Configuring filesystems with mkfs, df, du, and fsck

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Although most Linux distributions today have simple-to-use graphical interfaces for setting up and managing filesystems, knowing how to perform those tasks from the command line is a valuable skill. We’ll show you how to configure and manage filesystems with mkfs, df, du, and fsck.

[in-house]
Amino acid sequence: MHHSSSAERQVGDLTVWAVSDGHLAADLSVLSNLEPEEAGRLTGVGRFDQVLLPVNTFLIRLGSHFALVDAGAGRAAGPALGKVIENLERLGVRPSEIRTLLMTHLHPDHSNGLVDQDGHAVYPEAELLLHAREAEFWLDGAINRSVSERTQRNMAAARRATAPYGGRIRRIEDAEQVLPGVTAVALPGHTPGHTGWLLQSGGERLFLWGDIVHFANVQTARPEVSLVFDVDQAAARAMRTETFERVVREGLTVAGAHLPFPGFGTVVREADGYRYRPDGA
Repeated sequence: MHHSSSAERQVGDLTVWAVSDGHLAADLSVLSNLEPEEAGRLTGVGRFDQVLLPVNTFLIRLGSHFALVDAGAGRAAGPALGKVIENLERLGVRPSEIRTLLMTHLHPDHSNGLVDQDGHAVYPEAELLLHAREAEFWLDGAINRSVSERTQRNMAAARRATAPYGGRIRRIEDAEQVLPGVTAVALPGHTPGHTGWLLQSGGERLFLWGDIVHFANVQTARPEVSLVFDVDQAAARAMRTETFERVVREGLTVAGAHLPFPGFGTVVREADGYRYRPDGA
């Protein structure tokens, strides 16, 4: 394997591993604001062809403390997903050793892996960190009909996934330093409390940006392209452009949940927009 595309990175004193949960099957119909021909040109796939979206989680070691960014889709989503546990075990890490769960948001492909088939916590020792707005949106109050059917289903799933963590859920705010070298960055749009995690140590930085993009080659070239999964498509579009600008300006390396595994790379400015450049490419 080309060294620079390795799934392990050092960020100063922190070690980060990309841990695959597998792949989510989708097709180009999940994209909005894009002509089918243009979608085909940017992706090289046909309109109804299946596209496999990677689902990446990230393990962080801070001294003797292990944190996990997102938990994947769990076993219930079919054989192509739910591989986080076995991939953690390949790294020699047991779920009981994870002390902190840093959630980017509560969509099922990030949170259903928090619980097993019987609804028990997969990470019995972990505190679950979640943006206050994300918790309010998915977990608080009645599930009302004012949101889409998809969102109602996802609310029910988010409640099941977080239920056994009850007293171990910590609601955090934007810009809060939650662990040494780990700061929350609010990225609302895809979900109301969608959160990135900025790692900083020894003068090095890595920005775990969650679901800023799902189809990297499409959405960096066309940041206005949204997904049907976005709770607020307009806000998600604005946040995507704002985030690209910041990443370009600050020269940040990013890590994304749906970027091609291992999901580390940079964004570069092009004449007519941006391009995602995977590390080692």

Linux supports a wide array of filesystem types, including many that originated on other operating systems. The most common choices for hard disks, however, remain the native Linux ext2 and ext3 (the successor to ext2), followed by the high-performance XFS and ReiserFS filesystems. For compatibility, it is also important to know how to work with the VFAT filesystem, because it is the standard choice found pre-installed on many media, including USB thumb drives and flash disks.